After its apparent success, it was inevitable that the Infinix Hot Note, one of the surprise smartphones of the last 12 months, was going to get a refresh. That refresh, in the form of the Infinix Note 2, is here.
I’ve spent the last one week or so using it and testing its various features and here are some of them that I think you need to know about first and foremost besides the more apparent one, the ‘Hot’ branding being dropped from the name:
1. It’s bigger than last year’s model
Well, this is obvious right from the time you pick up the Infinix Note 2. With a 6 inch HD display, the Infinix Note 2’s display is as imposing as it is intimidating on that plastic frame that surrounds it. It also trumps last year’s model generally with a big frame and adding some weight.
2. The design remains the same, mostly
There’s no change in the materials used. The first generation Infinix Note had a plastic frame and body and this year’s model is not any different. It’s plastic through and through. While the Infinix Zero 2’s plastic body was complemented at the back by Kevlar, no such thing makes its way to the Infinix Note 2.
3. It still has a bigger battery and that means more battery life
What made the Infinix Hot Note a hit in the competitive Kenyan smartphone market besides, of course, its favourable pricing, was the battery life. It was the best anyone could get on a phone going for less than Kshs 15,000. Well, it could even put to shame several costly mid-range smartphones as well. This year’s Infinix Note model is that and more. It’s better. The battery capacity got a tiny bump and while the screen size went up by half an inch, things don’t get out of hand. If anything, the 2-day battery life that one could squeeze out of the Hot Note is still attainable with the Infinix Note 2.
4. Fast charging
In a hurry to get somewhere and your phone is under 5%? The Infinix Note 2 will be ready to accompany you in the shortest time possible. It’s a nice thing to have a high capacity battery unit on your phone until it gets to the point where you actually need to plug it in. Normally, that means up to 3 hours (or even more!) charging time. Plugging in the Infinix Note 2 using the charging adaptor and cable provided for just 15 minutes will get you enough power to make calls and browse for at least 8 hours. At least that is what Infinix is touting as its technology being capable of. I believe in charging my devices fully. If you’re like me, that will only take an hour and a half to go from naught to 100% on that 4040mAh battery unit on the Infinix Note 2.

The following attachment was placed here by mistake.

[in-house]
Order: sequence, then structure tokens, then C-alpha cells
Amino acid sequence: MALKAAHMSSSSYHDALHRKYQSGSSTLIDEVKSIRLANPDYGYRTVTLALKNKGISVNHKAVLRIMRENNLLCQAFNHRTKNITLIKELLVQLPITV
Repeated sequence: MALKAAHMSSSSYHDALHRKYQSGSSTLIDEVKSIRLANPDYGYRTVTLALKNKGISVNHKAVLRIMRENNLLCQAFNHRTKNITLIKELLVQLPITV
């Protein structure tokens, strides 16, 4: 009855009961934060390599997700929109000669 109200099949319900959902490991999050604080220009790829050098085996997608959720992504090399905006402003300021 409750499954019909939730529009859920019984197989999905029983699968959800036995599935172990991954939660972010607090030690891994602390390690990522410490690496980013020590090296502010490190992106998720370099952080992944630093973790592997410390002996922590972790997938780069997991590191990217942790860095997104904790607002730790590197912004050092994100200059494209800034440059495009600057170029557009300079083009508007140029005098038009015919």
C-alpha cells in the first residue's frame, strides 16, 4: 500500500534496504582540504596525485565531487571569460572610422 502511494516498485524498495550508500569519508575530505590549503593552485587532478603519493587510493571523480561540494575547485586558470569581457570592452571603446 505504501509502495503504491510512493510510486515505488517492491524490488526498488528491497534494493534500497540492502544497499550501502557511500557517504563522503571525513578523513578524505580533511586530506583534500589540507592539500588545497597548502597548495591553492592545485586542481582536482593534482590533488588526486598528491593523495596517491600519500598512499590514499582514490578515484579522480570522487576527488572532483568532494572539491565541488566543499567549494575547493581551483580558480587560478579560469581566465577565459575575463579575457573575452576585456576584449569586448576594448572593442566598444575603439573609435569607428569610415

5. No 4G LTE Support
The Infinix Note 2 is a 3G smartphone just like its predecessor. Infinix is set to introduce a variant of the Note 2 with 4G in early 2016. The new device will also see the memory bumped up to 2 GB.
One of the most annoying things with the Infinix Hot Note was the colourful nameless user interface. It looks like Infinix learnt its lessons from that and took some user feedback since the Infinix Note 2 not only ditches that UI but also introduces a new one. Named XUI, the new overlay is close to stock Android in some ways. Like the notification shade. It is also simple.
There are some ugly heads though like the way all applications that one installs seem out of place and out of shape since they are not warped in the theming of the phone’s iconography. They look like outcasts. If you’ve used icon packs on various third-party Android launchers elsewhere then this sight may be familiar. Like some sort of sandboxing. The beauty of Android is in its extensive customization options and this one drawback can be overcome by using replacement launchers like Nova, Action or something else. The other parts of XUI like the dialer, notification shade, Quick Settings and the settings application itself are well thought out.
There are also some tweaks that XUI brings that alter some key system behaviours like standby time and the like. We’ll explore those in our detailed review later on.
[…] much cleaner and looks well thought out. If you need to understand what we mean by that, consider what we had to say about XUI last year: “There are some ugly heads though like the way all applications that one […]
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